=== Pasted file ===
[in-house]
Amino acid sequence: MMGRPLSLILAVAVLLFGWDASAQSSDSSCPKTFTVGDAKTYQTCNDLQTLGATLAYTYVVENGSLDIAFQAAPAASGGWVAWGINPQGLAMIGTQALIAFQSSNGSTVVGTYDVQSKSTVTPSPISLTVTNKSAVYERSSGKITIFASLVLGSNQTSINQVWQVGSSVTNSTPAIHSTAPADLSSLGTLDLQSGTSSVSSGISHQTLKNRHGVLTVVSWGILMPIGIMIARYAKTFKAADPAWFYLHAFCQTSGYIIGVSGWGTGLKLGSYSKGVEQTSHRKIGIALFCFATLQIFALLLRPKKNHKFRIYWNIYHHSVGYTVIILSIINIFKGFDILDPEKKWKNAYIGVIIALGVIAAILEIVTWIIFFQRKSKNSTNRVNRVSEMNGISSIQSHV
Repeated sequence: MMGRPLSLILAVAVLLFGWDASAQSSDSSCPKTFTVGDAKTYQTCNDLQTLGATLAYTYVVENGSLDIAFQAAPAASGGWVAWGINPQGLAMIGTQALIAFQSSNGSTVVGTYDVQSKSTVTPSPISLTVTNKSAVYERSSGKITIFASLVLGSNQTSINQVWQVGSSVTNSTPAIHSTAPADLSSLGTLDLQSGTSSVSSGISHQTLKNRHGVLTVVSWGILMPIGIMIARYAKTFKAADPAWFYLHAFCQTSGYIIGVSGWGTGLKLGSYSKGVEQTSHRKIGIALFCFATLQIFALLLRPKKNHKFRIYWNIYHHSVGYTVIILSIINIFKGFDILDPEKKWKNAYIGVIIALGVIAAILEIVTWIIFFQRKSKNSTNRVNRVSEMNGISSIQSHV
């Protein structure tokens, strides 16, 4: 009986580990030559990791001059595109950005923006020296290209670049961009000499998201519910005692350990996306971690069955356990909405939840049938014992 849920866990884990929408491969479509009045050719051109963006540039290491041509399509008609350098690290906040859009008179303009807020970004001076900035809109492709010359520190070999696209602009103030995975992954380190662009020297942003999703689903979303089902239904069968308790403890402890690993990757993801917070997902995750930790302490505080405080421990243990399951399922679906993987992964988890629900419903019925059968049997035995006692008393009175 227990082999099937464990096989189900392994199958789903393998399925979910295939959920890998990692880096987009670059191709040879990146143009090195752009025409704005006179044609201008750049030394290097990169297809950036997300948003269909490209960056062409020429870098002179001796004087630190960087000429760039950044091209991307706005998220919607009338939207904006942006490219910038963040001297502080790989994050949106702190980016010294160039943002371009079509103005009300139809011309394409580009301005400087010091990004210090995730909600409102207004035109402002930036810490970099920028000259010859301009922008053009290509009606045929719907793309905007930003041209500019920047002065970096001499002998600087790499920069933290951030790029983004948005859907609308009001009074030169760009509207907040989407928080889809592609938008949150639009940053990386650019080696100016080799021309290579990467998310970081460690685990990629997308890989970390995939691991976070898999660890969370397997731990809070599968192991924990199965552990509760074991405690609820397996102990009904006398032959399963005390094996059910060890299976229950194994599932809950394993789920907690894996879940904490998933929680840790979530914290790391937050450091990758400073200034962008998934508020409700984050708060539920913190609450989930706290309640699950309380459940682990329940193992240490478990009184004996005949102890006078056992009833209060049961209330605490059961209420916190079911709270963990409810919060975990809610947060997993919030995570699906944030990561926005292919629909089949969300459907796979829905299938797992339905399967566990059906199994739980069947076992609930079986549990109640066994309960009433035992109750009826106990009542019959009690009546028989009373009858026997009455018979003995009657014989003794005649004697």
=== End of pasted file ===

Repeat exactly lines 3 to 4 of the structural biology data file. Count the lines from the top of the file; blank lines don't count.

Repeated sequence: MMGRPLSLILAVAVLLFGWDASAQSSDSSCPKTFTVGDAKTYQTCNDLQTLGATLAYTYVVENGSLDIAFQAAPAASGGWVAWGINPQGLAMIGTQALIAFQSSNGSTVVGTYDVQSKSTVTPSPISLTVTNKSAVYERSSGKITIFASLVLGSNQTSINQVWQVGSSVTNSTPAIHSTAPADLSSLGTLDLQSGTSSVSSGISHQTLKNRHGVLTVVSWGILMPIGIMIARYAKTFKAADPAWFYLHAFCQTSGYIIGVSGWGTGLKLGSYSKGVEQTSHRKIGIALFCFATLQIFALLLRPKKNHKFRIYWNIYHHSVGYTVIILSIINIFKGFDILDPEKKWKNAYIGVIIALGVIAAILEIVTWIIFFQRKSKNSTNRVNRVSEMNGISSIQSHV
């Protein structure tokens, strides 16, 4: 009986580990030559990791001059595109950005923006020296290209670049961009000499998201519910005692350990996306971690069955356990909405939840049938014992 849920866990884990929408491969479509009045050719051109963006540039290491041509399509008609350098690290906040859009008179303009807020970004001076900035809109492709010359520190070999696209602009103030995975992954380190662009020297942003999703689903979303089902239904069968308790403890402890690993990757993801917070997902995750930790302490505080405080421990243990399951399922679906993987992964988890629900419903019925059968049997035995006692008393009175 227990082999099937464990096989189900392994199958789903393998399925979910295939959920890998990692880096987009670059191709040879990146143009090195752009025409704005006179044609201008750049030394290097990169297809950036997300948003269909490209960056062409020429870098002179001796004087630190960087000429760039950044091209991307706005998220919607009338939207904006942006490219910038963040001297502080790989994050949106702190980016010294160039943002371009079509103005009300139809011309394409580009301005400087010091990004210090995730909600409102207004035109402002930036810490970099920028000259010859301009922008053009290509009606045929719907793309905007930003041209500019920047002065970096001499002998600087790499920069933290951030790029983004948005859907609308009001009074030169760009509207907040989407928080889809592609938008949150639009940053990386650019080696100016080799021309290579990467998310970081460690685990990629997308890989970390995939691991976070898999660890969370397997731990809070599968192991924990199965552990509760074991405690609820397996102990009904006398032959399963005390094996059910060890299976229950194994599932809950394993789920907690894996879940904490998933929680840790979530914290790391937050450091990758400073200034962008998934508020409700984050708060539920913190609450989930706290309640699950309380459940682990329940193992240490478990009184004996005949102890006078056992009833209060049961209330605490059961209420916190079911709270963990409810919060975990809610947060997993919030995570699906944030990561926005292919629909089949969300459907796979829905299938797992339905399967566990059906199994739980069947076992609930079986549990109640066994309960009433035992109750009826106990009542019959009690009546028989009373009858026997009455018979003995009657014989003794005649004697």